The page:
The best part about this story is that you would have a confrontation, then forget about him for a couple days until he dropped out from the dash, or tried to sit on your lap.

    “Ahhhh, what’s this?!? Wait, a minute, this seems…familiar. Oh, right. This must be the same nasty rat that sat on my leg yesterday and that’s been living in my car this week. Forgot about him.”

  10. So funny that she didn’t believe you and that they never found it. That’s one smart rat! Dude, I don’t know how you drove it anywhere – I’d be freaking out big time.

  11. Melissa says:

    My heart is still pounding. I don’t know how you kept driving that car. You might want to check and make sure you don’t have any diseases. That is one craptacular car rental.

  12. Norm says:

    Forget the rat. I have a feeling I’ll be getting free upgrades the next time I rent a car. All you have to do is tell them a rat is in your car? Why didn’t I think of this myself. Good “story” Ryan (wink, wink)

  13. Megan Bell says:

    Can you email them again?
    “So… have you found it yet?”

  14. Elizabeth says:

    Ryan, is this story even true?
    How in the world could you forget about the animal living in that car and how could you continue to drive it knowing that there was any sort of animal on the loose in there?
    I really hate this story. I need to go shower now just to feel clean after reading it. It is that bad.

  15. Wade says:

    Why do people hate rats so bad? They’re furry, they’re cute, they’ve got whiskers and a tail, c’mon.

    Had it been a colony of worms or grubs living in your dashboard with mindless hoards rubbing up against your bare leg, THEN you’d have a reason to ask for some upgrade coupons. Tell me one cute thing about a worm or a grub. They’re pretty much miniature zombies with no arms and no soul.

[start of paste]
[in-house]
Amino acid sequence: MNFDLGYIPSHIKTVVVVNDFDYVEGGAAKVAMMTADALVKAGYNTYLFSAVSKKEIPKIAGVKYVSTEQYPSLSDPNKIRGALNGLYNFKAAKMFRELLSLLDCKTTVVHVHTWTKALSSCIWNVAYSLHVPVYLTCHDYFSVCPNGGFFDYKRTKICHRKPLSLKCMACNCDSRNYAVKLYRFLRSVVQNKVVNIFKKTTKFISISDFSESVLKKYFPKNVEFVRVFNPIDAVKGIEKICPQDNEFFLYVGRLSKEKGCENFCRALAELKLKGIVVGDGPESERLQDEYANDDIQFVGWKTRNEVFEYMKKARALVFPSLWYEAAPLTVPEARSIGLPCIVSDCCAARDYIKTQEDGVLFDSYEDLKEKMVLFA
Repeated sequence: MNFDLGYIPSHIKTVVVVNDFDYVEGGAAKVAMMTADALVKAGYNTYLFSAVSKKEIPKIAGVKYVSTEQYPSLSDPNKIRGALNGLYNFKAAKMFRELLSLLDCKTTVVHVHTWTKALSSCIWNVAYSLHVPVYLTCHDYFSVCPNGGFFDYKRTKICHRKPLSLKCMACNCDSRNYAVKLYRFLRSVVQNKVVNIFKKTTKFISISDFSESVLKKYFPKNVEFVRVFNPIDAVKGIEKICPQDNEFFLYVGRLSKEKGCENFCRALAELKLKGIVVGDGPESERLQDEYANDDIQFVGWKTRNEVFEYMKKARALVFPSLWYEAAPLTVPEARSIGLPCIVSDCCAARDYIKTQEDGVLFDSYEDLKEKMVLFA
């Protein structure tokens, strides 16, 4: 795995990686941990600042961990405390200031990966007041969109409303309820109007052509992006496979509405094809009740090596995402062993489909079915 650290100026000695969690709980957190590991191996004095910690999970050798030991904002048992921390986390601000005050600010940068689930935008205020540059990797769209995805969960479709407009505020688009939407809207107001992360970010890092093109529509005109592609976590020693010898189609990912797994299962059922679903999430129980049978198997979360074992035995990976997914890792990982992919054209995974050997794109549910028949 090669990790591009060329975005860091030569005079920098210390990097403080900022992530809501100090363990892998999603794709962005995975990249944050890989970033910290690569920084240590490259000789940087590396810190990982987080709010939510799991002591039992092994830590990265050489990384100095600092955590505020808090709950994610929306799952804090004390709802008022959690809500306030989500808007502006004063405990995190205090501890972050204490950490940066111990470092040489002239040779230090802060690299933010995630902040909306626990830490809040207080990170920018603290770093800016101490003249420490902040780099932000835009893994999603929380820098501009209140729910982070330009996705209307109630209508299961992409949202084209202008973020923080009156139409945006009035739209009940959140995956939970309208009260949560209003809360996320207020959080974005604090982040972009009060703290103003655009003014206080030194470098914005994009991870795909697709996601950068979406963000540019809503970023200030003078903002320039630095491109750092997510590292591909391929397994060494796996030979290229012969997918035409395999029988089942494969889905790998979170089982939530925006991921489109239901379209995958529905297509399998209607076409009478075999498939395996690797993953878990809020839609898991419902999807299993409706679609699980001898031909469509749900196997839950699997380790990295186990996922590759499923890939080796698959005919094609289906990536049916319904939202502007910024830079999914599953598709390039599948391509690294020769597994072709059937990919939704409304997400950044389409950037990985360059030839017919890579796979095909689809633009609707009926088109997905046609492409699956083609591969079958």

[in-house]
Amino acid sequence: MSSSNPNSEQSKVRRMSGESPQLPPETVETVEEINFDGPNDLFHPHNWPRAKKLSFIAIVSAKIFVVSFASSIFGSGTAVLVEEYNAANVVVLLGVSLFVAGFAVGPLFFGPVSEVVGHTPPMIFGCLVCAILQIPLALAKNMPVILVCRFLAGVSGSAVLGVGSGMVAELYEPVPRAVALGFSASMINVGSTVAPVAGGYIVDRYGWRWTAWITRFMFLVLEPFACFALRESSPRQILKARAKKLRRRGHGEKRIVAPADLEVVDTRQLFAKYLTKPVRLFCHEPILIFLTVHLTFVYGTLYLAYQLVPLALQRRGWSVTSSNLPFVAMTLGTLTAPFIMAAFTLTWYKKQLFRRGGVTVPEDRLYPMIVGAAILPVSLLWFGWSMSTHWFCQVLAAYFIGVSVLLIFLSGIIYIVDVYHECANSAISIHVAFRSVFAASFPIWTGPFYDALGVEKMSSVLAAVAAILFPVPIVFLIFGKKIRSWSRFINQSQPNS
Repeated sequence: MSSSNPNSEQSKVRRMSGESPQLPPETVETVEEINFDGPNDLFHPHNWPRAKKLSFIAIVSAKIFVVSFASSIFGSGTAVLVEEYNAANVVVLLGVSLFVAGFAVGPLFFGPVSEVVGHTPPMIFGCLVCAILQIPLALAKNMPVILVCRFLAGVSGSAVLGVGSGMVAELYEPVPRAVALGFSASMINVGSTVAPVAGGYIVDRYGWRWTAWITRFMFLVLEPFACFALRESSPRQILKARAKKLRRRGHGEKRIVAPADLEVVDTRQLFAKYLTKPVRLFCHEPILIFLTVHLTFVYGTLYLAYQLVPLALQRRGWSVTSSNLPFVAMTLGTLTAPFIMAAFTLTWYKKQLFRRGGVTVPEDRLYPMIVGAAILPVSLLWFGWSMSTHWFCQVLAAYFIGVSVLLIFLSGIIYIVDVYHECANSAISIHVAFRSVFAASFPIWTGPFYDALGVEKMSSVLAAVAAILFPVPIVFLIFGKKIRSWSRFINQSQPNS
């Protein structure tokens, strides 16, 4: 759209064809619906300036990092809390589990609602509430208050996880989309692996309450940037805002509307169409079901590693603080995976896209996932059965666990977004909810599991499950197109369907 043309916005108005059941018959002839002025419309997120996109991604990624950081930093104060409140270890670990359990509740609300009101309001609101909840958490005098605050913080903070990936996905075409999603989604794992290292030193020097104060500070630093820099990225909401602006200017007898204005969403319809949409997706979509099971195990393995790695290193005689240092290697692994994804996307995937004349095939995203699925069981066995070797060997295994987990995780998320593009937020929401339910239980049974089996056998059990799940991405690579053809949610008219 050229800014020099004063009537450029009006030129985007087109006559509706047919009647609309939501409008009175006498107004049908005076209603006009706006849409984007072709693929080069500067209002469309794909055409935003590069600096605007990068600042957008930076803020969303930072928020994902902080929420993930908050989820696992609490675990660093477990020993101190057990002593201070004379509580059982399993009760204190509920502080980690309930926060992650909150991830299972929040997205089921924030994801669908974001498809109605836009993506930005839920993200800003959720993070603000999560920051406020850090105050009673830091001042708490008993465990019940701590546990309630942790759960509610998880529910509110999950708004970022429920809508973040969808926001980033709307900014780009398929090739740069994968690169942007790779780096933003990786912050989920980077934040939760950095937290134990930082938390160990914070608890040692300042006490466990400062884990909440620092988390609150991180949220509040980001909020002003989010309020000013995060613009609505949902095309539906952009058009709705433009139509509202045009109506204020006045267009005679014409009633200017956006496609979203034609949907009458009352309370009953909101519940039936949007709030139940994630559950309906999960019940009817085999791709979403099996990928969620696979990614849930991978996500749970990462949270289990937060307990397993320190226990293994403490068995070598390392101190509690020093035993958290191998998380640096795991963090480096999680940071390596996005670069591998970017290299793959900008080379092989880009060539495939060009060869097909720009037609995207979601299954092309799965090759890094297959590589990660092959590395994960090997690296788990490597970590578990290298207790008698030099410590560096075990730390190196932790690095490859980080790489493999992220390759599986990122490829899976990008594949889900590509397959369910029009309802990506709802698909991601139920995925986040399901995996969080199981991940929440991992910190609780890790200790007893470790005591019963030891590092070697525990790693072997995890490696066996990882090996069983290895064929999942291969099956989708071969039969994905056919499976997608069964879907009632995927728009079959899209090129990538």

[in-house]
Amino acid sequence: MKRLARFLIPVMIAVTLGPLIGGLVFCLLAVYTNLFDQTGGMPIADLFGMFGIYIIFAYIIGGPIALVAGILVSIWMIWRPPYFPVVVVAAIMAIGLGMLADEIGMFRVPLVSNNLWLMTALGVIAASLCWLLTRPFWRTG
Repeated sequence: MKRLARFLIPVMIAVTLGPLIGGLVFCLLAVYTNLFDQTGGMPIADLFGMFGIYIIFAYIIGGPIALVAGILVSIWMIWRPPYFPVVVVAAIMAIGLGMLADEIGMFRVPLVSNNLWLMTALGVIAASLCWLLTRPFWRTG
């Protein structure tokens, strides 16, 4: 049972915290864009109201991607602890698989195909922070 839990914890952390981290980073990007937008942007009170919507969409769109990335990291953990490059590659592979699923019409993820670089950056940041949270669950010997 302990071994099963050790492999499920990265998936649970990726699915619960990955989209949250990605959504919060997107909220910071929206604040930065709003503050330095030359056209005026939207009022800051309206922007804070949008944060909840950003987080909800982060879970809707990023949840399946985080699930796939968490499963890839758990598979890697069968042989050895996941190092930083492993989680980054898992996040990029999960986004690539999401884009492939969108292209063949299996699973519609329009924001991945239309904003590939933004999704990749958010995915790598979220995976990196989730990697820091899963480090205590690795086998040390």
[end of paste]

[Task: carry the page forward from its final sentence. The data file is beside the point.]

16. bbells says:


  17. Massey says:

    How interesting. I also had a not-so-pleasant experience with a car rental agency in San Diego. Just after two of the attendants at the agency chased each other around the lot with baseball bats, we drove off in our Prism. Not three minutes later, smoke bellowed from underneath the hood, and we had to return it for a Sentra. As I think about it, the smoke did have a strange tinge to it. Not so much of burning oil or other lubricant, but that of burning flesh and hair. Perhaps your rodent friend was simply using you to get back at me for the gruesome and fiery death of its father at my hands.

  18. Katie Sherman says:

    I am trying to be empathetic, Ryan, but I just would have handled it SO differently. I understand you were exhausted from all your lawyer this and deposition that…. I get it. But seriously, if that ever happened to me I would take out the shears I keep in my purse (remember the thing you think is so pointless) and cut the varmints tail right off. Yes …while I am still driving and putting on my mascara. I don’t mess around. It is not that I hate rats. I am just mean that is all!

Leave a Reply

Fill in your details below or click an icon to log in: Logo

You are commenting using your account. Log Out /  Change )

Google+ photo

You are commenting using your Google+ account. Log Out /  Change )

Twitter picture

You are commenting using your Twitter account. Log Out /  Change )

Facebook photo

You are commenting using your Facebook account. Log Out /  Change )

Connecting to %s